The Queen’s Gambit Chess Preview: Checkmate

Ripstone’s new project for Netflix Games and mobile devices brings Beth Harmon’s journey to the smaller screen.

Image Via Ripstone Games

One of the strangest things about media is how it can make you consider changing your career or pursuing a new hobby. For example, movies like Top Gun caused a spike in Navy recruitment, and Community inspired people to pick up dice and start playing Dungeons & Dragons. This was also the case for Netflix’s The Queen’s Gambit, which caused a boom in Chess players.

But what if you didn’t need to go out and buy a Chess set and play with actual people? What if you could dovetail straight from watching The Queen’s Gambit into playing Chess via Netflix itself? This is the goal of The Queen’s Gambit Chess, a new project created for Netflix Games and mobile devices by Ripstone. Gamepur recently had a chance to preview the game at Ripstone’s studio before its July 25 launch date and see how Beth Harmon’s journey translates to the smaller screen.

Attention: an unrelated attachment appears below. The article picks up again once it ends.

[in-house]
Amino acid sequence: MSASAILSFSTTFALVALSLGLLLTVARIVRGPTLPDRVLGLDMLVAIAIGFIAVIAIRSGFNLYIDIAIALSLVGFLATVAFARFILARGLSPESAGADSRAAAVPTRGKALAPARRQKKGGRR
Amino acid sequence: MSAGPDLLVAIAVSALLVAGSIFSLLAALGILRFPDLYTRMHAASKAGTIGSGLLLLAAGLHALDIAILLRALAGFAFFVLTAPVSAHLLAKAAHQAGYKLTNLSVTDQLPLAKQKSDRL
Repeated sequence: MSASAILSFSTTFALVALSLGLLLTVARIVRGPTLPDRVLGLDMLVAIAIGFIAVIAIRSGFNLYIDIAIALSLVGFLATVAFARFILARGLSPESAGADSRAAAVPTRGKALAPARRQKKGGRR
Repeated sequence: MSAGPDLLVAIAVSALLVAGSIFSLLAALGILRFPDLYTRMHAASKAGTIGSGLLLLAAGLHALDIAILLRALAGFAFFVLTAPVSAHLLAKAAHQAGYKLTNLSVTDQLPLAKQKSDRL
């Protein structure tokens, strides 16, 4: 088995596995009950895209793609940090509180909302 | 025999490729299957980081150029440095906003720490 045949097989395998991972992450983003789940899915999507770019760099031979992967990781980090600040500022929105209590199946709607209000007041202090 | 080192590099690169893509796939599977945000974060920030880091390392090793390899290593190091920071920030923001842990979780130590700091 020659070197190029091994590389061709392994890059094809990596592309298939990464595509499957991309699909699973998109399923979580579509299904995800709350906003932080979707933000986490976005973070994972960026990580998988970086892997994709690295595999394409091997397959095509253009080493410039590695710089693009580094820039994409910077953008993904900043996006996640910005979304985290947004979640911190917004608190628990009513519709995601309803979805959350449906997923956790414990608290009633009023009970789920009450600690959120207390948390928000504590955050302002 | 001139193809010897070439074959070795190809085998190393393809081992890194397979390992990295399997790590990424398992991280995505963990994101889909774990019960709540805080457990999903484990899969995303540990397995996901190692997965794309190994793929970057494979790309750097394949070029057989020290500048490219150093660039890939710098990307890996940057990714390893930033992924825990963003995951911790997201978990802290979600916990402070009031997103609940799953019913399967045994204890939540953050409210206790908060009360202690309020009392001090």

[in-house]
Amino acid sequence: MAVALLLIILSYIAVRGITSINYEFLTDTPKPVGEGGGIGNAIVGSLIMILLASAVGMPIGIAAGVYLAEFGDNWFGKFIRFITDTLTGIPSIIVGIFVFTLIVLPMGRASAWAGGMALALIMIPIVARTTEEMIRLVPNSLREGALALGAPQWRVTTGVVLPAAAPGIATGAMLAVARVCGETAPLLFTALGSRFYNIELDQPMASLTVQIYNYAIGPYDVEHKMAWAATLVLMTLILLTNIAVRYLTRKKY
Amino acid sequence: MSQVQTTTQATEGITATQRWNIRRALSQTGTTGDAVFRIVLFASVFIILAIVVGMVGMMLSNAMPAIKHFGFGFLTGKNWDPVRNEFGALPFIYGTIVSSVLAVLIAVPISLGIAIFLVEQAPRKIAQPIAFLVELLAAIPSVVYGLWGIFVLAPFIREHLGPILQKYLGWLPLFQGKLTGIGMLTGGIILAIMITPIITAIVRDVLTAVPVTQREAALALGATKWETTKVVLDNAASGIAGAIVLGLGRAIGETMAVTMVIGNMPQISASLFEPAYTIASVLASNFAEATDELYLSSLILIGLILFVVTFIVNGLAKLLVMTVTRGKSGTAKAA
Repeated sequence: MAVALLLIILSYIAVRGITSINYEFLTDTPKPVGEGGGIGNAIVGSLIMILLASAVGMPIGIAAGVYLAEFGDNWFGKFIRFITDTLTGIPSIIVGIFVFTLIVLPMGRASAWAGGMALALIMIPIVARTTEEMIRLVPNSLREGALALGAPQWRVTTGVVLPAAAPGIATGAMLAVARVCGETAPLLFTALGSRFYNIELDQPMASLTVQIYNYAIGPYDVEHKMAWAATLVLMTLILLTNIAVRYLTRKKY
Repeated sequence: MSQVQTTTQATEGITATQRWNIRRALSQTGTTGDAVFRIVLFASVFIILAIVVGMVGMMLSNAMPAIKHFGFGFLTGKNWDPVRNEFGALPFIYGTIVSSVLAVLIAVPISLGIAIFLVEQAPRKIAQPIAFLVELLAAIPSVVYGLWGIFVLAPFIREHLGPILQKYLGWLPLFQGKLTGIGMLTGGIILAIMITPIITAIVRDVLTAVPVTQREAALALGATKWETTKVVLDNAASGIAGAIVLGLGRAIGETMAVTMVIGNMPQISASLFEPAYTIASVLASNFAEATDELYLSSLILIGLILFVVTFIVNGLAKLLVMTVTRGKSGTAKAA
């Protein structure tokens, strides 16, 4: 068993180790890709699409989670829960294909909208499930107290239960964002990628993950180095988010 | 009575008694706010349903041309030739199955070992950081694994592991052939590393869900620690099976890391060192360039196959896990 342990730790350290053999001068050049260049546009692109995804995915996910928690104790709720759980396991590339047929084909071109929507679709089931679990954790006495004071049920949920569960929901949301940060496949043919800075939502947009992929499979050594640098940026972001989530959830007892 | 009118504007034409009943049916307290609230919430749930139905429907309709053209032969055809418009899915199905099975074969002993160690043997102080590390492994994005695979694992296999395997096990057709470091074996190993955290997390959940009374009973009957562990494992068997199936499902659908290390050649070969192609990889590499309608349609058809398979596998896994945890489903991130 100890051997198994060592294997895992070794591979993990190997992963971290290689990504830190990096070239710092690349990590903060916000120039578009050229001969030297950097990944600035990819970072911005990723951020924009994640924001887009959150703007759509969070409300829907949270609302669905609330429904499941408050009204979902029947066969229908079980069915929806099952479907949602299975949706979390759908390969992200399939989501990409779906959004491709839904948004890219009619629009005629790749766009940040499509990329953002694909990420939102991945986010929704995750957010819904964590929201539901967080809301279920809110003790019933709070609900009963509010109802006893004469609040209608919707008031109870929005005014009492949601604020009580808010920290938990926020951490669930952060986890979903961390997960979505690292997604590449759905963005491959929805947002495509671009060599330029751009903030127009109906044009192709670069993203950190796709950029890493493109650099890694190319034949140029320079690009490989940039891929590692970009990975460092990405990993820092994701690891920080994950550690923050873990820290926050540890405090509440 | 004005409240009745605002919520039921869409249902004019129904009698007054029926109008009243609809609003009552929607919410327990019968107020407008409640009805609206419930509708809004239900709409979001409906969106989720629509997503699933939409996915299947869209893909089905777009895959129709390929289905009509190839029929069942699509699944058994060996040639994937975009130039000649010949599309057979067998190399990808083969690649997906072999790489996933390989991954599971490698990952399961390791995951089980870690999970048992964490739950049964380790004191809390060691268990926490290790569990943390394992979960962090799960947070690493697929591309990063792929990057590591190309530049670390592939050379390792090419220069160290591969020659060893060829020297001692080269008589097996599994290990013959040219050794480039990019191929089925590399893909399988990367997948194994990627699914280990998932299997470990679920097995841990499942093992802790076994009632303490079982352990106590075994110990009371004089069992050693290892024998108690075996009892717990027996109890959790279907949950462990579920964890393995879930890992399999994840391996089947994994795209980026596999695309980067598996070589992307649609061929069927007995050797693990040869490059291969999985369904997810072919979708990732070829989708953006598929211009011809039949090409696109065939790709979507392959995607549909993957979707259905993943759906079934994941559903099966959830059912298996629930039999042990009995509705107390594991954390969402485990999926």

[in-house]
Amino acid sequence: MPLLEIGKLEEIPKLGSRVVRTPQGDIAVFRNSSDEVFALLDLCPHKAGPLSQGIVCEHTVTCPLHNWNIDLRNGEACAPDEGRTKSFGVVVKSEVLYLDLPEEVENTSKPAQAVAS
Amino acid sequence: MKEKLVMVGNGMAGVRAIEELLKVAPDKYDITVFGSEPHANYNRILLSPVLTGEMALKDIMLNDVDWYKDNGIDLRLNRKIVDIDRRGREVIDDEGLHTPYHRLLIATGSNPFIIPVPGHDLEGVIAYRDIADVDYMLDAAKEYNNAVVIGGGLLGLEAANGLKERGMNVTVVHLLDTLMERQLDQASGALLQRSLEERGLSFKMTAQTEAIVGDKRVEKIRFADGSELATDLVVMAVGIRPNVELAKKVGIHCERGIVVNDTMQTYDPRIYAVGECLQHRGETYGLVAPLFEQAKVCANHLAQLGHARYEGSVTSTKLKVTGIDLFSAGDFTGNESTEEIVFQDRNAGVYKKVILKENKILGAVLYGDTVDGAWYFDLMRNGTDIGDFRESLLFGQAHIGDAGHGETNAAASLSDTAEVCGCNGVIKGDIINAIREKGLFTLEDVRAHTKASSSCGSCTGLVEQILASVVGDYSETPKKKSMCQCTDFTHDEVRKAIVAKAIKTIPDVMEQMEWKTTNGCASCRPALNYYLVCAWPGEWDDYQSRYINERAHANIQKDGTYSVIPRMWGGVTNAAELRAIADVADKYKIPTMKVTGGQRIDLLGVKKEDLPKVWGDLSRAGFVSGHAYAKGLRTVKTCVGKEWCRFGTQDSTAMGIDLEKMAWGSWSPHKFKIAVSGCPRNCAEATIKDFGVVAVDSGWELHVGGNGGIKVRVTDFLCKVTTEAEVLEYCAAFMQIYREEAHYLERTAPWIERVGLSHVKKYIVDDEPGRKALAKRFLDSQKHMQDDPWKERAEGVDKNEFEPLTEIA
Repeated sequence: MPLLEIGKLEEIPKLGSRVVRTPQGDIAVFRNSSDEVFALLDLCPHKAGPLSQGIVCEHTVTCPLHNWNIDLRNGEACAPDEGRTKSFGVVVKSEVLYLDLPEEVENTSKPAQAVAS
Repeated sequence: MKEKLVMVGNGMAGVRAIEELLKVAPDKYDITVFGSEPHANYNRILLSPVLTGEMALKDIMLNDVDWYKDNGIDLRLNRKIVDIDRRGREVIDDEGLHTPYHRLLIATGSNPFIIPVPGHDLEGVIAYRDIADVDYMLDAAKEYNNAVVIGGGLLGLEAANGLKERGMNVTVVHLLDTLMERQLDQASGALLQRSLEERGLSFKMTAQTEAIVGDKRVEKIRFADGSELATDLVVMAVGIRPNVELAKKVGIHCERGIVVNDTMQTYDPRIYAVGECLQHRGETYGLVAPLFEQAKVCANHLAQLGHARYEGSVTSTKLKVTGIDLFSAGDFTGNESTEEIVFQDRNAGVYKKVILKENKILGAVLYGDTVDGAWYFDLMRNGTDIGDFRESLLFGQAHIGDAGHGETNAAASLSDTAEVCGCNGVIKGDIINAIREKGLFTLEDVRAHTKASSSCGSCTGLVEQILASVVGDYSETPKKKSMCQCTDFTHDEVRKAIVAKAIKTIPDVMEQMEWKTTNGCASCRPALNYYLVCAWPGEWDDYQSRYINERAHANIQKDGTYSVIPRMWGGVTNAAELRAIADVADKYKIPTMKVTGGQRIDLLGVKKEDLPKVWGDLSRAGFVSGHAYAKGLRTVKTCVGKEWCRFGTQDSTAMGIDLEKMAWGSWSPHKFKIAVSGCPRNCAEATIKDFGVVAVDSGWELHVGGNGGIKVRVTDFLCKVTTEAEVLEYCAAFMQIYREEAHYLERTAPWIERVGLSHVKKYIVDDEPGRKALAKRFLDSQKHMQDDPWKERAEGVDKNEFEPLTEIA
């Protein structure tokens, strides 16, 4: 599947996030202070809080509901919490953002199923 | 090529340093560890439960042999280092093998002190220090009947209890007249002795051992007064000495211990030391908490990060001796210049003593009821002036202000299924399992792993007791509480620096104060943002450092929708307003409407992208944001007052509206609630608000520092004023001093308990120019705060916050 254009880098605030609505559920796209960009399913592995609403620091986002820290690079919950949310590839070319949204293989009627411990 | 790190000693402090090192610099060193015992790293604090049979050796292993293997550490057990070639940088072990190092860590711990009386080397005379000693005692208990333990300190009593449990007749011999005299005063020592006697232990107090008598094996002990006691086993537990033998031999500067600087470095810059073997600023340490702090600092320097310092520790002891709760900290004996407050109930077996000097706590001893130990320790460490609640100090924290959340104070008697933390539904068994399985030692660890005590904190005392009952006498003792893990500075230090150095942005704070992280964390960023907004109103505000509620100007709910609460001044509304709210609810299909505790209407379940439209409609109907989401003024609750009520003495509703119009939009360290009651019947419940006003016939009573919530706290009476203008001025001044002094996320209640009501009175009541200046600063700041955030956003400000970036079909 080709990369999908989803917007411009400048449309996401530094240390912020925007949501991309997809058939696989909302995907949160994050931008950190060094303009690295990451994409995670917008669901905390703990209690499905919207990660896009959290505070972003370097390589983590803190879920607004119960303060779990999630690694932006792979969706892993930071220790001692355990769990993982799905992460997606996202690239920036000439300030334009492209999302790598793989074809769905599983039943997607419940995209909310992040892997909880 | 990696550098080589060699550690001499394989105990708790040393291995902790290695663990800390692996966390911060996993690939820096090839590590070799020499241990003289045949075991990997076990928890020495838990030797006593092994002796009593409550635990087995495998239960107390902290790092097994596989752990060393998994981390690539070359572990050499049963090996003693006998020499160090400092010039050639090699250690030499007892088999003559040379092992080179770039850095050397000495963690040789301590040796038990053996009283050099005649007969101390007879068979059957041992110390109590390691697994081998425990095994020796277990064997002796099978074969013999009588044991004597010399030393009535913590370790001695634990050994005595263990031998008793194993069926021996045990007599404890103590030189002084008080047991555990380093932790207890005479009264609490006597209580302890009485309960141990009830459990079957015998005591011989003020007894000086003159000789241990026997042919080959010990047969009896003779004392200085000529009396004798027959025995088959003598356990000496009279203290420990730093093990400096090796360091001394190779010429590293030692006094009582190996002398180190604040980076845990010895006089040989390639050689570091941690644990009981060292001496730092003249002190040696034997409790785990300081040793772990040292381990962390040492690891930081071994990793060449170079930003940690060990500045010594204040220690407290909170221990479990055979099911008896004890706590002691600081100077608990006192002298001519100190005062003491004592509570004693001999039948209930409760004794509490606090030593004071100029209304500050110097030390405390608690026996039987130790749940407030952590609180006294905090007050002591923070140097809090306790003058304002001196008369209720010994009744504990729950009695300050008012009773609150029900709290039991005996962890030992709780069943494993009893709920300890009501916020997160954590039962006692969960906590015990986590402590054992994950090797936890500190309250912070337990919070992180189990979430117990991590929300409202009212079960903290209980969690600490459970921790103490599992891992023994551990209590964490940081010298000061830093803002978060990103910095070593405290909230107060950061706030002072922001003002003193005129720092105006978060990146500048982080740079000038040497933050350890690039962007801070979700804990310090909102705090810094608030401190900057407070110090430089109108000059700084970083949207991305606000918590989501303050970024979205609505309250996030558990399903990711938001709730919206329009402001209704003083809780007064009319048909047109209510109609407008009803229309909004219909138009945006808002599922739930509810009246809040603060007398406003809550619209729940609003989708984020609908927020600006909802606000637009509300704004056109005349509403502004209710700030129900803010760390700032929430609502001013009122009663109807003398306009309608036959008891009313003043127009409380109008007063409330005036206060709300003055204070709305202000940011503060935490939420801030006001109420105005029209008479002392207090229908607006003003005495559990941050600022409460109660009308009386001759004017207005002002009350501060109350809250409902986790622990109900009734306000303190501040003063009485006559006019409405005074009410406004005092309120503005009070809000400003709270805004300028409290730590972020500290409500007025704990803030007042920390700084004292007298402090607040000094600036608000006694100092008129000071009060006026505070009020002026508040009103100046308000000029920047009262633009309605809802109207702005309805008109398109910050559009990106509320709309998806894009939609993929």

Wait, Isn’t A Show Based On The Queen’s Gambit Just Chess?

Image Via Netflix

The first question everyone asks when learning about the game is, “Isn’t The Queen’s Gambit video game just Chess?” This is despite the fact there is already a The Queen’s Gambit board game, and it’s totally different from Chess.

The answer is yes and no. The Queen’s Gambit Chess is a Chess game at heart, but it’s also a lot more. It’s all about using the license to help teach people how to play Chess while also offering an easy avenue for playing the game on their own, with friends, or against strangers.